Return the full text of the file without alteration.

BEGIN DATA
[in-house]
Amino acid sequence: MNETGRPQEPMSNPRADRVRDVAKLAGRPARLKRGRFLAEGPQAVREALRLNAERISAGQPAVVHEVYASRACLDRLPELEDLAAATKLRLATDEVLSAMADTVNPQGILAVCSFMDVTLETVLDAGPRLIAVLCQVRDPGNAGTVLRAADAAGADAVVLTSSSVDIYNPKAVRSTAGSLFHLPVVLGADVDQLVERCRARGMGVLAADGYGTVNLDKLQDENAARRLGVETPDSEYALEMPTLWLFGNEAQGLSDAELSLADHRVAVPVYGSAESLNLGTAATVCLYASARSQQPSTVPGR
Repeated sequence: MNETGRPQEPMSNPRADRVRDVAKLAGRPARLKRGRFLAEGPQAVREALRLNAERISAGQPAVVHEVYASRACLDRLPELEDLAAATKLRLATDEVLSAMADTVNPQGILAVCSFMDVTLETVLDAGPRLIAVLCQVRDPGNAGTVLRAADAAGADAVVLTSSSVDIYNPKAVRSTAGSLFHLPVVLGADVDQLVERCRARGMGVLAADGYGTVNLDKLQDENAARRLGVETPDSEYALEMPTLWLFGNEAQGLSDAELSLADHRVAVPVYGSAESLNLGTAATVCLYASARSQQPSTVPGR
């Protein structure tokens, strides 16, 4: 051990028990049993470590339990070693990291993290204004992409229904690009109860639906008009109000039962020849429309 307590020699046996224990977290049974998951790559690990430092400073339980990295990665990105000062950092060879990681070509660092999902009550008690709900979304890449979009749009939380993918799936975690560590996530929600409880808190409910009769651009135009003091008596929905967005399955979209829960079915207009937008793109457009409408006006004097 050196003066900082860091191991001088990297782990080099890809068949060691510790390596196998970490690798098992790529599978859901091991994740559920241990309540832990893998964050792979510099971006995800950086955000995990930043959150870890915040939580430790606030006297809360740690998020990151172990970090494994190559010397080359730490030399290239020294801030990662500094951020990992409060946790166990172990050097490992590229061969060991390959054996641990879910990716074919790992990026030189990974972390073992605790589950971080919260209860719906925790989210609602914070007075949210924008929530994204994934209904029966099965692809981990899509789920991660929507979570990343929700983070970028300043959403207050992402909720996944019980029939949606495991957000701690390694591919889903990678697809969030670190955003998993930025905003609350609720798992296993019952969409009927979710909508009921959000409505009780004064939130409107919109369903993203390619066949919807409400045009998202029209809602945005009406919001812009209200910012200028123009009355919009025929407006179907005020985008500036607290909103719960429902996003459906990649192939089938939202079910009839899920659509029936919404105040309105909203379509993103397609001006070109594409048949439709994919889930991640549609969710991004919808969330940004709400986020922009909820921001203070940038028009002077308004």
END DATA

[in-house]
Amino acid sequence: MNETGRPQEPMSNPRADRVRDVAKLAGRPARLKRGRFLAEGPQAVREALRLNAERISAGQPAVVHEVYASRACLDRLPELEDLAAATKLRLATDEVLSAMADTVNPQGILAVCSFMDVTLETVLDAGPRLIAVLCQVRDPGNAGTVLRAADAAGADAVVLTSSSVDIYNPKAVRSTAGSLFHLPVVLGADVDQLVERCRARGMGVLAADGYGTVNLDKLQDENAARRLGVETPDSEYALEMPTLWLFGNEAQGLSDAELSLADHRVAVPVYGSAESLNLGTAATVCLYASARSQQPSTVPGR
Repeated sequence: MNETGRPQEPMSNPRADRVRDVAKLAGRPARLKRGRFLAEGPQAVREALRLNAERISAGQPAVVHEVYASRACLDRLPELEDLAAATKLRLATDEVLSAMADTVNPQGILAVCSFMDVTLETVLDAGPRLIAVLCQVRDPGNAGTVLRAADAAGADAVVLTSSSVDIYNPKAVRSTAGSLFHLPVVLGADVDQLVERCRARGMGVLAADGYGTVNLDKLQDENAARRLGVETPDSEYALEMPTLWLFGNEAQGLSDAELSLADHRVAVPVYGSAESLNLGTAATVCLYASARSQQPSTVPGR
């Protein structure tokens, strides 16, 4: 051990028990049993470590339990070693990291993290204004992409229904690009109860639906008009109000039962020849429309 307590020699046996224990977290049974998951790559690990430092400073339980990295990665990105000062950092060879990681070509660092999902009550008690709900979304890449979009749009939380993918799936975690560590996530929600409880808190409910009769651009135009003091008596929905967005399955979209829960079915207009937008793109457009409408006006004097 050196003066900082860091191991001088990297782990080099890809068949060691510790390596196998970490690798098992790529599978859901091991994740559920241990309540832990893998964050792979510099971006995800950086955000995990930043959150870890915040939580430790606030006297809360740690998020990151172990970090494994190559010397080359730490030399290239020294801030990662500094951020990992409060946790166990172990050097490992590229061969060991390959054996641990879910990716074919790992990026030189990974972390073992605790589950971080919260209860719906925790989210609602914070007075949210924008929530994204994934209904029966099965692809981990899509789920991660929507979570990343929700983070970028300043959403207050992402909720996944019980029939949606495991957000701690390694591919889903990678697809969030670190955003998993930025905003609350609720798992296993019952969409009927979710909508009921959000409505009780004064939130409107919109369903993203390619066949919807409400045009998202029209809602945005009406919001812009209200910012200028123009009355919009025929407006179907005020985008500036607290909103719960429902996003459906990649192939089938939202079910009839899920659509029936919404105040309105909203379509993103397609001006070109594409048949439709994919889930991640549609969710991004919808969330940004709400986020922009909820921001203070940038028009002077308004």